For voice, the problem can be framed as follows: If a suspect and a criminal are the same person, how likely is the similarity between the two voices? And if they are not the same person, how likely is the similarity? The ratio of these two probabilities is called the likelihood ratio, or strength of evidence. The higher the strength of evidence (for example, for voices that are very similar and very atypical), the stronger the evidence.

A higher or lower likelihood ratio can increase or diminish the likelihood of culpability, but the probability is also dependent on other cues and evidence, forensic and not. As is typical of Bayesian statistics, the probability is not calculated once and for all, but is constantly adjusted as new evidence is discovered.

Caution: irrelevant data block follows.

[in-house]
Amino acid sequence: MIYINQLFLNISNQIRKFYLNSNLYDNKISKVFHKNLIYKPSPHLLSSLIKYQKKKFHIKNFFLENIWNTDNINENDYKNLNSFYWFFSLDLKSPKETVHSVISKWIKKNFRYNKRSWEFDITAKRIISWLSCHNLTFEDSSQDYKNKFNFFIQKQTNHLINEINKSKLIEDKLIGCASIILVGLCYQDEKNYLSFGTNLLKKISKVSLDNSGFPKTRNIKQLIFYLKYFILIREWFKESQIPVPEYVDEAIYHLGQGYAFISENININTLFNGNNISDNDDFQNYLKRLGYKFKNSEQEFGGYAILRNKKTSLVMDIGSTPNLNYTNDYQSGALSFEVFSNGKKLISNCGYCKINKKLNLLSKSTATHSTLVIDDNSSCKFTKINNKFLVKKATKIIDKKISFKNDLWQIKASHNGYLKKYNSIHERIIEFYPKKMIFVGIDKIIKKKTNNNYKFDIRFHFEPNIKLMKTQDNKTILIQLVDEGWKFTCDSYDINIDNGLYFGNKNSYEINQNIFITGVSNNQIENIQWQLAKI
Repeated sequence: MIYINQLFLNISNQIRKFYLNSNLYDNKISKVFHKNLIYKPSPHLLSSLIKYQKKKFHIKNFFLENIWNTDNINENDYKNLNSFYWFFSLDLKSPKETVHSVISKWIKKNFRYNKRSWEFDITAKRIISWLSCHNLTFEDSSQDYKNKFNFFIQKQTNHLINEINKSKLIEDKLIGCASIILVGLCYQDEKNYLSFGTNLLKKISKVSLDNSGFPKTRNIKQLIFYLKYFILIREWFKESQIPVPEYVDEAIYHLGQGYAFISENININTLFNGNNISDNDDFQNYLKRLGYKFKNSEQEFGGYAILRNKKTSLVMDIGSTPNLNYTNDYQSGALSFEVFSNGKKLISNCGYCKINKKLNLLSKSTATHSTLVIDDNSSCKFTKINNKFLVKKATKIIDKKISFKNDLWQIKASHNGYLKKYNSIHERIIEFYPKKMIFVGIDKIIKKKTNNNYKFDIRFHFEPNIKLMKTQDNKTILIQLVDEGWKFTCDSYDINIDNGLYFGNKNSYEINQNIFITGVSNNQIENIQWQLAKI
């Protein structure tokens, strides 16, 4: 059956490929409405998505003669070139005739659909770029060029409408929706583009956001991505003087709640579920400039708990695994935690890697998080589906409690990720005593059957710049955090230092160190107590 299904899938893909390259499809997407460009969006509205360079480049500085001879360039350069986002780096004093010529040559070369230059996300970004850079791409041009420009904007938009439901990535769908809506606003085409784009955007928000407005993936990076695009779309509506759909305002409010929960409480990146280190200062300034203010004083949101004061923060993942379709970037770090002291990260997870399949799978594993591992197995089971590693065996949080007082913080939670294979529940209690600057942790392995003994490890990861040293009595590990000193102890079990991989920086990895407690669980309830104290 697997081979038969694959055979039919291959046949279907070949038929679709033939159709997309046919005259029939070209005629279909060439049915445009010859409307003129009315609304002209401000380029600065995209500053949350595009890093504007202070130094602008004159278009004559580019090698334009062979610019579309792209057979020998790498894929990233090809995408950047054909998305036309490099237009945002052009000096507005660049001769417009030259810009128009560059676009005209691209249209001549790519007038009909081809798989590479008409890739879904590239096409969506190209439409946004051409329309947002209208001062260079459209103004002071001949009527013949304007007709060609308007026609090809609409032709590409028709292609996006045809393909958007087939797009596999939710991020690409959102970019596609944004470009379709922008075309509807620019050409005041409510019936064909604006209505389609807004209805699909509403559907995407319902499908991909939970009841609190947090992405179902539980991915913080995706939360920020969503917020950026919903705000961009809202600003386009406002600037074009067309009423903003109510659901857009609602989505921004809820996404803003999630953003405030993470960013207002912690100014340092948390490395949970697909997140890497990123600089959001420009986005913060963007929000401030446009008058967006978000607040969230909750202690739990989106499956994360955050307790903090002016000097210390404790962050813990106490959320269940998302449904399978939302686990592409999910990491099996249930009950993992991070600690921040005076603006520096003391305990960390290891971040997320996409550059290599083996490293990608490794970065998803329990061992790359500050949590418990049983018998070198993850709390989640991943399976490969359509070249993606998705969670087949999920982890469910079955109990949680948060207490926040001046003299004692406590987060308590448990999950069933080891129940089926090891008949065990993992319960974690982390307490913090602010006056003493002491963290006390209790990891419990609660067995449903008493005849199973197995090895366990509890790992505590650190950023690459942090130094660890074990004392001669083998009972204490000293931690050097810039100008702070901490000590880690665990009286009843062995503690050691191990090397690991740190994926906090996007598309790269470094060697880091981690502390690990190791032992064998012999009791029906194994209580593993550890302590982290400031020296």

In the guidelines for forensic science published in June 2015, the European Network of Forensic Science Institutes recommends the use of a Bayesian framework, and especially of the likelihood ratio. However, according to the INTERPOL report, only 18 of the 44 experts surveyed had made the switch.

One serious obstacle interferes with the application of Bayesian statistics: It is difficult to estimate how typical a voice is, because there are no statistical norms on the distribution of voice features. “If you have a database of two million finger prints you can be quite confident of the reliability of your estimates, but voice databases are much smaller,” said Paoloni. For example, the DyViS databank used in the U.K. includes 100 male speakers, most of them educated at Cambridge. Moreno is certain that some police databanks, which are not public, contain thousands of voices, and that some organizations have databases reaching hundreds of thousands of speakers.